From left: Sharon Dye and Lori Fry, of the 100 Mile House District Blind and Visually Impaired White Cane Club, present Kylie Paddison, accompanied by her mother Karen, with a post-secondary honorarium. (Patrick Davies photo – 100 Mile Free Press)
Kylie Paddison, 17, awarded $1,000
When Kylie Paddison graduates from Peter Skene Ogden Secondary this month, she will have the distinction of being the first legally blind student to do so in the past 10 years.
Paddison, 17, was surprised to discover that last week when she was awarded a $1,000 post-secondary honorarium from the 100 Mile House & District Blind and Visually Impaired White Cane Club. She also received an additional $250 cheque from the 100 Mile House Lions Club.
“(Kylie) is very outgoing. She’s very appreciative and she understands she’s paving the way for the next students,” said Lori Fry, the White Cane Club’s director of public relations and fund development, as she presented the honorarium.
Paddison has spent her entire life dealing with achromatopsia, a condition that made her colour blind, light-sensitive and generally unable to see without special glasses.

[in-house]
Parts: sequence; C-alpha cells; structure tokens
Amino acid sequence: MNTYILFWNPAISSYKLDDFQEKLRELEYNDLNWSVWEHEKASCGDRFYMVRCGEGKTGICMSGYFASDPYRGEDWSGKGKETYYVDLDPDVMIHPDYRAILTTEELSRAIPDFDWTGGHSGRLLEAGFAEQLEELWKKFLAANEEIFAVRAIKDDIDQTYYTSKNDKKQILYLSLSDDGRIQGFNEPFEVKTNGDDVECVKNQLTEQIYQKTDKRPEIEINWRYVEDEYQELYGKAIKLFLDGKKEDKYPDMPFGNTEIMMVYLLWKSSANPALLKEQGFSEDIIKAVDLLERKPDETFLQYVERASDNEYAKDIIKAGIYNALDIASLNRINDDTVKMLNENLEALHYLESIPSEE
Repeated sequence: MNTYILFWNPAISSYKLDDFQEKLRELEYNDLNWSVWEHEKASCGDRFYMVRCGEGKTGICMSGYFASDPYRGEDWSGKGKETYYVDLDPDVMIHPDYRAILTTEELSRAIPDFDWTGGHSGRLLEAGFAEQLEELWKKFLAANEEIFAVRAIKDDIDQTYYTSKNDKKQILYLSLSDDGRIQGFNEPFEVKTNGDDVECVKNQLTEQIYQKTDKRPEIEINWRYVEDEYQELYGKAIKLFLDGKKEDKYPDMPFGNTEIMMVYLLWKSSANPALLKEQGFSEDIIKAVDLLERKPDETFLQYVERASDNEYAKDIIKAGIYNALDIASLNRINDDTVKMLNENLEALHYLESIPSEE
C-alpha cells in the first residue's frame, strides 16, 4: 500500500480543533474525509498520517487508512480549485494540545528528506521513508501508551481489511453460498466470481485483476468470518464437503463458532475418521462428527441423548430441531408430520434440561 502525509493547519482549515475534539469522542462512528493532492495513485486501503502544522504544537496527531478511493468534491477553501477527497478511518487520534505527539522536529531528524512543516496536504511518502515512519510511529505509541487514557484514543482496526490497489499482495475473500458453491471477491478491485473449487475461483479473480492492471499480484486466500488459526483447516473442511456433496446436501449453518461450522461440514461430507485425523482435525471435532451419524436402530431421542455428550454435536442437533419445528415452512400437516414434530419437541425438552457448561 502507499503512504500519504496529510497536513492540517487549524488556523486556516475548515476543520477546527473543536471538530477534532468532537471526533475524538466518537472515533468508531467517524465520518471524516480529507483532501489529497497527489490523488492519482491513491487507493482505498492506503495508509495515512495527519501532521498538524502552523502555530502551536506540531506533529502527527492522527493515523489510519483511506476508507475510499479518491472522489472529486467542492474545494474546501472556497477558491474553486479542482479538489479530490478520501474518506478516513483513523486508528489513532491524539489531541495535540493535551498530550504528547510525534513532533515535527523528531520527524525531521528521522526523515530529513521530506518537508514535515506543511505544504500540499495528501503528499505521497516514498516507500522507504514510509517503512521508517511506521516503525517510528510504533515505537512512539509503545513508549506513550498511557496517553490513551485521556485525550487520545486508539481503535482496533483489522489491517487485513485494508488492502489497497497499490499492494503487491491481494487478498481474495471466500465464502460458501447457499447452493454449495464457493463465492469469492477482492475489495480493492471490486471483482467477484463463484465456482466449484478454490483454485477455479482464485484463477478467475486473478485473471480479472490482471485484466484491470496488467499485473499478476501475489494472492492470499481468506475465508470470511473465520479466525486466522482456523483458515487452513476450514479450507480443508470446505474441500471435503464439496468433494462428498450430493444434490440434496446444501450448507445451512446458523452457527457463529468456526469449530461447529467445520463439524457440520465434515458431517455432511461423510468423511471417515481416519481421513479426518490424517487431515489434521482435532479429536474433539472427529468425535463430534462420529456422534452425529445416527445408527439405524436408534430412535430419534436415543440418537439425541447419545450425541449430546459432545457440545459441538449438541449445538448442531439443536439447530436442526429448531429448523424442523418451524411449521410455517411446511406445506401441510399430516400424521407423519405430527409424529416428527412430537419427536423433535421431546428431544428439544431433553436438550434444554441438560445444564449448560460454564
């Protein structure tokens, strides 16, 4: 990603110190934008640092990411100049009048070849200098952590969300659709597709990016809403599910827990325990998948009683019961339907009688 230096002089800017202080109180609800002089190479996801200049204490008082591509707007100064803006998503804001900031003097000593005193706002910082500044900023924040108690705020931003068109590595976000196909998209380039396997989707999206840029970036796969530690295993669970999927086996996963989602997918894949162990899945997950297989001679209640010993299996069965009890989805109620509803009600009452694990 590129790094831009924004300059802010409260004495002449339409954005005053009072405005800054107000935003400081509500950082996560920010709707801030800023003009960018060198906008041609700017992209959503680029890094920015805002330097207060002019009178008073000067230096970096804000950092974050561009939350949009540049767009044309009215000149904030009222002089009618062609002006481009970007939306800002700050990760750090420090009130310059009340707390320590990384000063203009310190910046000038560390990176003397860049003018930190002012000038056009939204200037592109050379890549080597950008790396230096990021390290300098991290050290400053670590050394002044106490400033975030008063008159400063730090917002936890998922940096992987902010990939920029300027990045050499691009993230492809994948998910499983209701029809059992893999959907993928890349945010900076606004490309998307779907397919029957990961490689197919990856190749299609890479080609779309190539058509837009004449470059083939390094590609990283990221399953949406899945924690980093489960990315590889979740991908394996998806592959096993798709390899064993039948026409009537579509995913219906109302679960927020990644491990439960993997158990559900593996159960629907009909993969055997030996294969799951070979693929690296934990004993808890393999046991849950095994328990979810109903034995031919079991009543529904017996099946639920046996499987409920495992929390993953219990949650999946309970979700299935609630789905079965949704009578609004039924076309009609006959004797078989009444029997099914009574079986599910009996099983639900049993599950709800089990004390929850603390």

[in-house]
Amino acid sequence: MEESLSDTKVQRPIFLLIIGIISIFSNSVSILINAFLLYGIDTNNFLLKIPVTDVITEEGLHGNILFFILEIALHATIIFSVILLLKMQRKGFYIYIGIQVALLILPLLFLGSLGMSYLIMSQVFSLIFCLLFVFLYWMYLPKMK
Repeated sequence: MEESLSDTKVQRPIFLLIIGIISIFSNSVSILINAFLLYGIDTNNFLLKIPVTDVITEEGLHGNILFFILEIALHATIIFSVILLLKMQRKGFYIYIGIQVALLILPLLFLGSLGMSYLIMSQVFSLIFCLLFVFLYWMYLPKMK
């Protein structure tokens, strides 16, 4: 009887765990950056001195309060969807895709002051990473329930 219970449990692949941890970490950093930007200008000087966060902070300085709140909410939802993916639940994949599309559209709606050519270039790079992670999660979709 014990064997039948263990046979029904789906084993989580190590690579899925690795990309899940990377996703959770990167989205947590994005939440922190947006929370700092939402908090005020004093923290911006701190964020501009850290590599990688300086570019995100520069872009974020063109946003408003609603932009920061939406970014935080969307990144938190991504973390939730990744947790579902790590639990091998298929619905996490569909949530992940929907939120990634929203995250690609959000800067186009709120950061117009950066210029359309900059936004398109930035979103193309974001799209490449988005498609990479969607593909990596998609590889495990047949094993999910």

“It’s not been terrible but I can’t play sports and I can’t ever get my driver’s license because of it,” she said. “In school, I’d have trouble seeing the board so I have to sit close to the front.”
However, she said she’s never let her limited vision stop her from succeeding at school. She is set to attend Vancouver Island University next year with an intent to study history and library services.
“People don’t really think about legally blind people and what it’s like for us,” she said. “People acknowledge that you need glasses but they don’t really think about how difficult it can be, especially when your vision can’t be corrected as much as other people. (I want people) to not forget blind people exist and acknowledge them.”
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Fry, who has degenerative stickler syndrome, can remember going to school and trying to pretend like nothing was wrong with her eyesight.
She added she is thankful that technology has evolved to allow people like Paddison to bridge that gap, and said it was a privilege to give her the money.
“It’s a community effort because we raise funds in the community, we like to distribute them in the community and we have not had a student to assist in 10 years,” Fry said. “That’s why the membership was able to grant a larger amount than normal.”
Anyone looking to get involved with the club is invited to contact Fry at 250-395-2452 or firstname.lastname@example.org.